A Welsh car salesman's attempted VAT fraud failed when HMRC refused his repayment claim for £41k, and launched an investigation.
David Lloyd Francis, 44, from Bridgend, who operated the Cars to Go car exporting business from his former home near Pontypridd, found himself in court after enquiries revealed all his sales were based on false purchase invoices and shipping documentation. He was sentenced to 12 months' imprisonment at Cardiff Crown Court today (Thursday).
Francis and two accomplices were involved in a scam where high value cars were supposedly bought and then sold on to individuals outside the European Union. Genuine sales can attract a VAT repayment, however all of their transactions were falsified.
Francis also traded as DFMotors, and fraudulently attempted to reclaim the VAT on a vehicle he did not own, claiming that it was an asset of his business.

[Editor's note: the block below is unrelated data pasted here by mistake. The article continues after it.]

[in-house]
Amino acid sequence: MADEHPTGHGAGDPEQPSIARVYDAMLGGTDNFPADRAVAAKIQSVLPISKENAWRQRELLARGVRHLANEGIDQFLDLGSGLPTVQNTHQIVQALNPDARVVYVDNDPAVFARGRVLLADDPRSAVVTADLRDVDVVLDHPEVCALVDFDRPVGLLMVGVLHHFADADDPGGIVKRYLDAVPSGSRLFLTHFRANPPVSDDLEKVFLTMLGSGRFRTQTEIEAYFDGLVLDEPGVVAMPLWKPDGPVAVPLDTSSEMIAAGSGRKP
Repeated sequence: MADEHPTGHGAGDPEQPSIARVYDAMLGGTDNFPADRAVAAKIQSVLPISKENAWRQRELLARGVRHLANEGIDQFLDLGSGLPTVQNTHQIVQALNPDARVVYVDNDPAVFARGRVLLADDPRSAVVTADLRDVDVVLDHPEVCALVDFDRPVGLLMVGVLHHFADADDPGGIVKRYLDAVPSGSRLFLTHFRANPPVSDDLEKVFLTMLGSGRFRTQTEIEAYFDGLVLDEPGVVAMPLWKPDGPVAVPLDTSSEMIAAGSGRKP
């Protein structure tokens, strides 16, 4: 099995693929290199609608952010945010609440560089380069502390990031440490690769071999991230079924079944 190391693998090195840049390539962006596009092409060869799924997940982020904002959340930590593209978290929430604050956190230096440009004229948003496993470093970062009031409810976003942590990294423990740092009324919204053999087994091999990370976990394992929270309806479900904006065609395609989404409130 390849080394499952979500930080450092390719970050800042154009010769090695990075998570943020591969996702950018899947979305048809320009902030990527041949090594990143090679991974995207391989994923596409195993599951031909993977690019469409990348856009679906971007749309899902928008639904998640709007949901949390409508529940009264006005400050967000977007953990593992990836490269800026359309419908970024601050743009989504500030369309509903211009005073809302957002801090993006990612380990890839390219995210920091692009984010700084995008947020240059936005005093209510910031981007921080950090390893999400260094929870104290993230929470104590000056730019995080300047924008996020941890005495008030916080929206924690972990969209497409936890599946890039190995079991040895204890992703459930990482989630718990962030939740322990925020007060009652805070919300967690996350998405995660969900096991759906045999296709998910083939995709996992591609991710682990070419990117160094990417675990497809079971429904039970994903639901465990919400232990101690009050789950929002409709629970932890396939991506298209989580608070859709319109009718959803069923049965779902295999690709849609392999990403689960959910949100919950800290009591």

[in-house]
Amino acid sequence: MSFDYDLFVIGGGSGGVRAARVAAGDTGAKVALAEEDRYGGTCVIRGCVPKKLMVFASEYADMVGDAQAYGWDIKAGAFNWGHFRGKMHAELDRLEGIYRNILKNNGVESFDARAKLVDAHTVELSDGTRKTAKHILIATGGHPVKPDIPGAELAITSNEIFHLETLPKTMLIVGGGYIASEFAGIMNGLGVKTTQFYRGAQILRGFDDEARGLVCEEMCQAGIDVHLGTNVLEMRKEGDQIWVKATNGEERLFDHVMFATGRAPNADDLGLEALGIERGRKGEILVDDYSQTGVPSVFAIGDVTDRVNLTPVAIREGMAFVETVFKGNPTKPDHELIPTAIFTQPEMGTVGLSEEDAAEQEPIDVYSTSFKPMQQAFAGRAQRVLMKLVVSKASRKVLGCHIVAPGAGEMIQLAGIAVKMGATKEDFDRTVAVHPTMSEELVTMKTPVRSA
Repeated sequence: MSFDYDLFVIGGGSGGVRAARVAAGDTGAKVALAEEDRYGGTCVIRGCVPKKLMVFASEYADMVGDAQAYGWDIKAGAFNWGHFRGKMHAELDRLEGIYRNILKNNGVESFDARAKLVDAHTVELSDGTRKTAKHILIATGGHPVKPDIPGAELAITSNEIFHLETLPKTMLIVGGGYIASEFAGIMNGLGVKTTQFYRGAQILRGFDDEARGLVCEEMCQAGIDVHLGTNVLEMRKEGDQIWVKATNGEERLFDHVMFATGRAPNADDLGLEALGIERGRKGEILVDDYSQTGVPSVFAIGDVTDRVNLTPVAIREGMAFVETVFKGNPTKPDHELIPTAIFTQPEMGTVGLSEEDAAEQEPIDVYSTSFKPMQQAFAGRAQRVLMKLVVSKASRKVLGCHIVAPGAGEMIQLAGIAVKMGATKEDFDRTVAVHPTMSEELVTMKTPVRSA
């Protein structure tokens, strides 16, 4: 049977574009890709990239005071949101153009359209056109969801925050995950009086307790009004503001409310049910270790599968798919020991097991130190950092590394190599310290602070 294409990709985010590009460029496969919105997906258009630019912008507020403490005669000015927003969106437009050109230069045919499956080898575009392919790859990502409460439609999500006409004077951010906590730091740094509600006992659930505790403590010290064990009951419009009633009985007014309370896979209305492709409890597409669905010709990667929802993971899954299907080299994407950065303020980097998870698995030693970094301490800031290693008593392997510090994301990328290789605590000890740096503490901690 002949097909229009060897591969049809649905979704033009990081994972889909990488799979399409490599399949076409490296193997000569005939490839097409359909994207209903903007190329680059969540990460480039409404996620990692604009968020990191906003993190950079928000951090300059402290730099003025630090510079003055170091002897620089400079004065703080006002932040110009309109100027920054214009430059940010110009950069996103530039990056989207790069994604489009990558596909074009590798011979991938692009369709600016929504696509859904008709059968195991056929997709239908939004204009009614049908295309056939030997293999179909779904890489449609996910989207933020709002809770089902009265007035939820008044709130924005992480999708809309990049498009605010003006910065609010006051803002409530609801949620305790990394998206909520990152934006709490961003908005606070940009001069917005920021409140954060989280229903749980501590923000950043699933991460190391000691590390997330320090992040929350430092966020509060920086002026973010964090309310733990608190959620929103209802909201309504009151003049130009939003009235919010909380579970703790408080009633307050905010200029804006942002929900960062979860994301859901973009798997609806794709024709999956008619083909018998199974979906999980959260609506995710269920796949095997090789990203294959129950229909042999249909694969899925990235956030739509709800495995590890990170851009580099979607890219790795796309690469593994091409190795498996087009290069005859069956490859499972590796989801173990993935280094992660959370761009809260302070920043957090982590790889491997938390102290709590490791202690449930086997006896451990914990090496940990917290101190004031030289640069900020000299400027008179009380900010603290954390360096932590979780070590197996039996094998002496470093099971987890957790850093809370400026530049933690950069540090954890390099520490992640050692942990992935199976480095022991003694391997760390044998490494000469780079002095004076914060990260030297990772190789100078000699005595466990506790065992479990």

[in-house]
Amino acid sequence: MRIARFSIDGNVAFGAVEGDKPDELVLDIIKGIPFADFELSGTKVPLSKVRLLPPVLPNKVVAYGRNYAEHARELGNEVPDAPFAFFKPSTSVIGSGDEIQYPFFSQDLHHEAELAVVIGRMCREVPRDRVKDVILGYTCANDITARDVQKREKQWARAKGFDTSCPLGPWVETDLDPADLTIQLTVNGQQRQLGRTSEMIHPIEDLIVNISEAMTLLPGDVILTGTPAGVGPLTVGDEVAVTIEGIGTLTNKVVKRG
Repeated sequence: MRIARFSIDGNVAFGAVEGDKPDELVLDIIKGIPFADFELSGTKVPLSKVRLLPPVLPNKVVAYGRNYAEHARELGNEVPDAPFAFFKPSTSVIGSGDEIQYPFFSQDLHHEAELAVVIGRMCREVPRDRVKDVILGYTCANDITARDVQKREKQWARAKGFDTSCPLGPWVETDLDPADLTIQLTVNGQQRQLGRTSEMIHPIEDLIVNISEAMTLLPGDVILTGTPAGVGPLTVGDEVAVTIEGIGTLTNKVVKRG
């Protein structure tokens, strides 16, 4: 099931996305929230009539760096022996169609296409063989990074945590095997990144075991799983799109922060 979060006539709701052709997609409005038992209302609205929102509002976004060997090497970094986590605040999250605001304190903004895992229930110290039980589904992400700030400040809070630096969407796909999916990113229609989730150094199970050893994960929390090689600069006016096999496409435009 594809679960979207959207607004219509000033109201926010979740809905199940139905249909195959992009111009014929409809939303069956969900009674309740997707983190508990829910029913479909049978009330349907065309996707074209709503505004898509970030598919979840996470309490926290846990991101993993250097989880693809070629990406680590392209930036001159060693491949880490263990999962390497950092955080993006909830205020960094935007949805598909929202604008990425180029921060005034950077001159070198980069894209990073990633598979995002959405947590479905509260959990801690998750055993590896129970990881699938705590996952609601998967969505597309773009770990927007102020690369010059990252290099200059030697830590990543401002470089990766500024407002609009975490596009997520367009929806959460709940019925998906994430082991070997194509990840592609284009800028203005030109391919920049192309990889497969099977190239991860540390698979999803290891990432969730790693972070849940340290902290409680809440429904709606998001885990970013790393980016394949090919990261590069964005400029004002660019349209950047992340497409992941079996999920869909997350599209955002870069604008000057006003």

Speaking after sentencing Simon De Kayne, Assistant Director, Criminal Investigation, HMRC said:
"Francis and his co-defendants planned a calculated attack on the VAT repayment system. They attempted to undercut honest businesses, which claim only what they are entitled to, in a cynical 'get rich quick' plan that was thwarted by our investigation.
"An additional £900m is being invested in HMRC's efforts to identify and reduce tax fraud, avoidance and evasion. Anyone with information about tax fraud can help us further by calling the customs hotline on 0800 59 5000, or by emailing us at firstname.lastname@example.org."
Francis and Capper had both denied being involved in the fraud but were found guilty following a trial that ended on 25 May 2012. They were both jailed for 12 months. Kansara entered a guilty plea before the trial began and was sentenced to eight months' imprisonment, suspended for two years. Kansara must also complete 100 hours of community service and pay £1,000 costs.